Good Work: Attitude is Everything

Your expression is the most important thing you wear  -Sid Ascher
Of the things you can control as a leader, your attitude may be the most important.
Growing up, my kids were sick of me talking about attitude.  We have talked about it every day.  I hung a giant “A” on their bathroom mirror to remind them.  We talked about it on the way to school.  We talked about it at the dinner table.  I told them it all starts with a positive attitude.
As a school superintendent I tried to model a positive attitude.  At our third back to school rally, there were thousands of people in the football stadium chanting after me, “I am proud, I am optimistic, I am a learner!”  My kids thought I was a dork, but I was proud of what we had accomplished and was optimistic about the future.
Attitude is a conscious choice every day.  Simple choices—to be pleasant or sour, to see good or bad, to support or patrol—shape who we are and how we are perceived by others.   Perhaps partially hereditary, partially learned, when questioned most will tell you that it is a choice that they make daily.  For some, morning exercise gets the blood flowing.  For others, quiet reflection shapes the outlook for the day.  People with a positive attitude have made it a way of life.
I hire attitude over experience.  When I was a superintendent, we replaced three quarters of our school administrators during my first four years and had the great fortune to hire an enthusiastic group of people that created a positive school culture.  When children, staff members, and parents see an optimistic leader and feel enthusiastic about school they can accomplish anything.  You it’s easier to teach skills than attitude.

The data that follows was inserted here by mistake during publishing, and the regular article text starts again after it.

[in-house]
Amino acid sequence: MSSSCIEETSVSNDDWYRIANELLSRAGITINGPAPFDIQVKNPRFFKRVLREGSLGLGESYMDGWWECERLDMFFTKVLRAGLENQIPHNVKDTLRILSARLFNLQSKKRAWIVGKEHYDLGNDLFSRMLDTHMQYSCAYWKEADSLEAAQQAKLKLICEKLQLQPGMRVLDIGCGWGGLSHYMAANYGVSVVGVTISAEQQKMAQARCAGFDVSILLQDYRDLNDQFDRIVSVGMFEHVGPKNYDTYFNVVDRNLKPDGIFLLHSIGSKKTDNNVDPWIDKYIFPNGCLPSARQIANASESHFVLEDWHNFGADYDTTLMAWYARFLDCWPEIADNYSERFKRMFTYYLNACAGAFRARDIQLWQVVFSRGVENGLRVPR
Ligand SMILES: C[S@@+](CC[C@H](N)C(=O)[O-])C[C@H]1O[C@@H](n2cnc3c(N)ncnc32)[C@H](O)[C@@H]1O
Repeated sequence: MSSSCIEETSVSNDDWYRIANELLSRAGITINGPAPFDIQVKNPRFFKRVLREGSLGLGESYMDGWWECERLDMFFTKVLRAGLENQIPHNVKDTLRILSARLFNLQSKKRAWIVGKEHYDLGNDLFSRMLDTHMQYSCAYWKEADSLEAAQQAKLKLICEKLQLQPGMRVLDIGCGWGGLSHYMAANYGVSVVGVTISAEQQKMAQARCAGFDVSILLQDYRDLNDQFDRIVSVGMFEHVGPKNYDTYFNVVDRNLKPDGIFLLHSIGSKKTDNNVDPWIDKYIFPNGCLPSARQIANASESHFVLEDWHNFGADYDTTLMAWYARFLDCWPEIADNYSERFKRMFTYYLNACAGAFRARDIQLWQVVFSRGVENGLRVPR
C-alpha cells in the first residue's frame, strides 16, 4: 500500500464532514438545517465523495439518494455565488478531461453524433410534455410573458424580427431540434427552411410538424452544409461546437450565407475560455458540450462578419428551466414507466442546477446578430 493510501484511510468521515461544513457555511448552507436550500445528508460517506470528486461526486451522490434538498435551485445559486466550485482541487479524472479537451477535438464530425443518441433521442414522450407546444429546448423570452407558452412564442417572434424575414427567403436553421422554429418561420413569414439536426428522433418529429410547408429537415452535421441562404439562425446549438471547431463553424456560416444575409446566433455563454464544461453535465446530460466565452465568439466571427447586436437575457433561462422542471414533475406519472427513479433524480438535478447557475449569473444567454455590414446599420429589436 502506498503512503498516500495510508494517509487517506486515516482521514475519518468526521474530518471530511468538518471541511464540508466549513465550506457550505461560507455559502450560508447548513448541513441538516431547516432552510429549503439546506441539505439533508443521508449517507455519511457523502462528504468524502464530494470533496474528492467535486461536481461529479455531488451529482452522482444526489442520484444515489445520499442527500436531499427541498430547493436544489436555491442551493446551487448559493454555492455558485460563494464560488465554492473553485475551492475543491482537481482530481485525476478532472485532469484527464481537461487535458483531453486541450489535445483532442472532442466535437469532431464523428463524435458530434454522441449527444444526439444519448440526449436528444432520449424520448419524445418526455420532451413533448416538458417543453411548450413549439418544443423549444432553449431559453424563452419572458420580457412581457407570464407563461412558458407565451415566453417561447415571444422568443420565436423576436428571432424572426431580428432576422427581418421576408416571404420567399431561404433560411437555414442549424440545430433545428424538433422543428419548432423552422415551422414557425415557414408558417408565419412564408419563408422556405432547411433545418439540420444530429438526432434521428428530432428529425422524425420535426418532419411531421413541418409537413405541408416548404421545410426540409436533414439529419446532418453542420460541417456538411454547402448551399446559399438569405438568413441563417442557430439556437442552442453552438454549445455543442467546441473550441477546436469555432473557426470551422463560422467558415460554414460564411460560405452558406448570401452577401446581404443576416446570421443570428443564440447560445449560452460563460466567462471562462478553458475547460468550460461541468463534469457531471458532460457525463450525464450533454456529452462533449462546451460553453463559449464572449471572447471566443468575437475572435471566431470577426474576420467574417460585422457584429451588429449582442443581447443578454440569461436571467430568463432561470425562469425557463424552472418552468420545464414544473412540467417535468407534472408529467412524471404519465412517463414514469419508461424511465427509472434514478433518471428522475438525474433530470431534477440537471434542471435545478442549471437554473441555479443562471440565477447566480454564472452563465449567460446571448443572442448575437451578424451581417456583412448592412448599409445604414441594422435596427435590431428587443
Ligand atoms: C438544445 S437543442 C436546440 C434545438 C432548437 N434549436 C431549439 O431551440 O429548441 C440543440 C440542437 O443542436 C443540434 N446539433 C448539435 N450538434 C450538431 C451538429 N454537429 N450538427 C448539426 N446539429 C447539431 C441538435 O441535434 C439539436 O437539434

Attitude makes all the difference, and it is up to you.  Be conscious about your attitude.  More specifically, be conscious about how other people perceive your attitude.  With a positive attitude you will sell more, teach more, convince more, and be a better friend.  Attitude is everything.
Good Work is a Sunday series about finding and doing mission-driven work.  It started as journal entries while serving as a public school superintendent.  We’d love to hear your story about good work.  

Tom Vander Ark

Tom Vander Ark is the CEO of Getting Smart. He has written or co-authored more than 50 books and papers including Getting Smart, Smart Cities, Smart Parents, Better Together, The Power of Place and Difference Making. He served as a public school superintendent and the first Executive Director of Education for the Bill & Melinda Gates Foundation.

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John Rotheray

I thoroughly enjoy your posts, but this one was an unexpected gem. Thank you for writing Tom!


Tom Vander Ark

Thanks John


As a working adult now I totally appreciate the attitude focus. It's helped shaped who I am and who I surround myself by. That A on the bathroom mirror made a world of difference in life decisions.

Courtney Hanes

Without having read your post today, I almost tweeted, "Attitude really is everything." It is such a powerful choice, and it feels SO much better! Thanks for this.

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